A punishing blast of frigid temperatures is forecast for much of the central and eastern USA this week.
After a brief tease of spring, this winter's favorite whipping boy — a piece of the polar vortex — returns this week with a punishing blast of frigid air for much of the central and eastern USA.
"Record cold temperatures are possible for the High Plains, Upper Midwest and Great Lakes later this week," the National Weather Service warned in an online report.
These areas will endure several days of high temperatures only in the teens and single digits, AccuWeather predicts. This includes cities such as Minneapolis, Chicago, Detroit and Buffalo.
Some locations will see temperatures that are as much as 40 degrees below average by midweek, according to the weather service.
The culprit is a piece of the polar vortex, which again will dive south into the eastern U.S. this week, as has been the case a few times this winter.
"The polar vortex is essentially a mass of very cold air that usually hangs out above the Arctic Circle and is contained by strong winds," stated AccuWeather meteorologist Alex Sosnowski.
Frigid air will first impact the northern Plains on Monday, the weather service predicts, before diving south and east throughout the week.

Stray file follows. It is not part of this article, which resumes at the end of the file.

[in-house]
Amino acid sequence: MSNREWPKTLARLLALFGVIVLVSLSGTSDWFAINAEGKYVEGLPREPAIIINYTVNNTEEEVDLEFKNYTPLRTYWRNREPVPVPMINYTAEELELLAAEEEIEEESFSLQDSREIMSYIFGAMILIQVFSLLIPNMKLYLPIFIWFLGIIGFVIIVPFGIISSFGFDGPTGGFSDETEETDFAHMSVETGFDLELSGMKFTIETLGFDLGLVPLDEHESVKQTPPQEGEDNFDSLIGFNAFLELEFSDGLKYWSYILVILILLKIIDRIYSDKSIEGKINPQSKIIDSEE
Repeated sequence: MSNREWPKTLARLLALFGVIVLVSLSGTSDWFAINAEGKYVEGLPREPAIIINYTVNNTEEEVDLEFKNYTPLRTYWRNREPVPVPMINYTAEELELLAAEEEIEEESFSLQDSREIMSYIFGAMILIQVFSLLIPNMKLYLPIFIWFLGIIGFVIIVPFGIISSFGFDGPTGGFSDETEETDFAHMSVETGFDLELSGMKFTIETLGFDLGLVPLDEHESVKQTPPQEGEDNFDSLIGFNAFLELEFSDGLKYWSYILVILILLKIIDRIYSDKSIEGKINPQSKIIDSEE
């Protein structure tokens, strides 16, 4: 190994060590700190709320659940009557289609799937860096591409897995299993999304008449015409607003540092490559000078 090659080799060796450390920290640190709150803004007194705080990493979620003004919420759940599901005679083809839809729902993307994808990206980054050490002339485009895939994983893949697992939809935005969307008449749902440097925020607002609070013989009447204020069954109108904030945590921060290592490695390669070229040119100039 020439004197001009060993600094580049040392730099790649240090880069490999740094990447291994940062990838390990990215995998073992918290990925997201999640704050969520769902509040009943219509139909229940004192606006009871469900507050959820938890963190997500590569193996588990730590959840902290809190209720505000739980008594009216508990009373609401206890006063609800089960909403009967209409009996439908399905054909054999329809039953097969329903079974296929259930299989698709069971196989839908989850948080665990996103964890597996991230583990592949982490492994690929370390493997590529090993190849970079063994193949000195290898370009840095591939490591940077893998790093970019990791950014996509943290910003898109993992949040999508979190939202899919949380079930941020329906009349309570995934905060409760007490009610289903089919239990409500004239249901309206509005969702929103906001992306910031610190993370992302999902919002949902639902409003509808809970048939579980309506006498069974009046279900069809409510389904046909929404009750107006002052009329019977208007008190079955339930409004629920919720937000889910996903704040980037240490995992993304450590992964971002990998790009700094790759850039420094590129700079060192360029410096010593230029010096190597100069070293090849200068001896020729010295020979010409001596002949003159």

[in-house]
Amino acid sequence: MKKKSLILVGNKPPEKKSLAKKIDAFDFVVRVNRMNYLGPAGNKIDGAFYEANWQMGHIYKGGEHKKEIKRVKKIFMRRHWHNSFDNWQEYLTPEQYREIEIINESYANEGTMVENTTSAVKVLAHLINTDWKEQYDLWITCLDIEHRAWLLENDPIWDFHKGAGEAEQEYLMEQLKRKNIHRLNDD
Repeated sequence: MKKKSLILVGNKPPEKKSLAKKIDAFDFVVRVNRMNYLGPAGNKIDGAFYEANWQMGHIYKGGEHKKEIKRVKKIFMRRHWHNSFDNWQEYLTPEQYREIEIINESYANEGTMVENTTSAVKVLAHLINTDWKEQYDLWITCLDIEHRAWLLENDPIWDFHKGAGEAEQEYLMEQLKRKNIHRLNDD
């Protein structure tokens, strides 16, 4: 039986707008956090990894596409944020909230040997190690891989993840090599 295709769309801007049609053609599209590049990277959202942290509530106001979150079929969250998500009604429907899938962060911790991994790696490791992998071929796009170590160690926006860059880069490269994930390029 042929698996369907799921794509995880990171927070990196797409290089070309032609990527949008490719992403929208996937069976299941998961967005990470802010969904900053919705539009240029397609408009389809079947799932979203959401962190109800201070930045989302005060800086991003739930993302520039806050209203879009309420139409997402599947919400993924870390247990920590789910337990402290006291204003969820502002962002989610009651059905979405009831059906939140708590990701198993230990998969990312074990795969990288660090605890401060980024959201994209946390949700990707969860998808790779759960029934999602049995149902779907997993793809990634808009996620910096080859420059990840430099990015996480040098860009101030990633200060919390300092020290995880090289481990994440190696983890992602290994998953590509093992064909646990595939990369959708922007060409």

By Wednesday, areas around the Great Lakes will have single-digit high temperatures, while parts of the Tennessee Valley will struggle to rise above freezing.
The unusual cold is forecast to stick around at least into the first week of March, according to the Climate Prediction Center, with the worst of the cold centered around the upper Midwest.
In addition to the cold, the Northeast — including the Interstate 95 corridor from Washington, D.C., to New York City to Boston — could see a disruptive snowstorm by midweek, AccuWeather forecasts.
The cold snap will be most unwelcome in the Midwest, which has seen a brutal winter so far. Several cities in the Midwest have seen a top 10 coldest February, the Weather Channel reports, including Chicago, St. Louis, Indianapolis and Green Bay.
Detroit has had its coldest winter since 1978-79, and its eighth-coldest winter-to-date. Duluth, Minn., has already broken its record of 59 days when the temperature has dropped below zero.
In Minneapolis-St. Paul, the coming cold spell will likely push the Twin Cities into the top 10 for the most subzero temperatures ever recorded in a season, according to The Weather Channel.
Meanwhile, in the West, some very welcome rain and snow is forecast later this week in parched California, according to the weather service. One storm should hit Wednesday, with another stronger one expected by Friday into Saturday.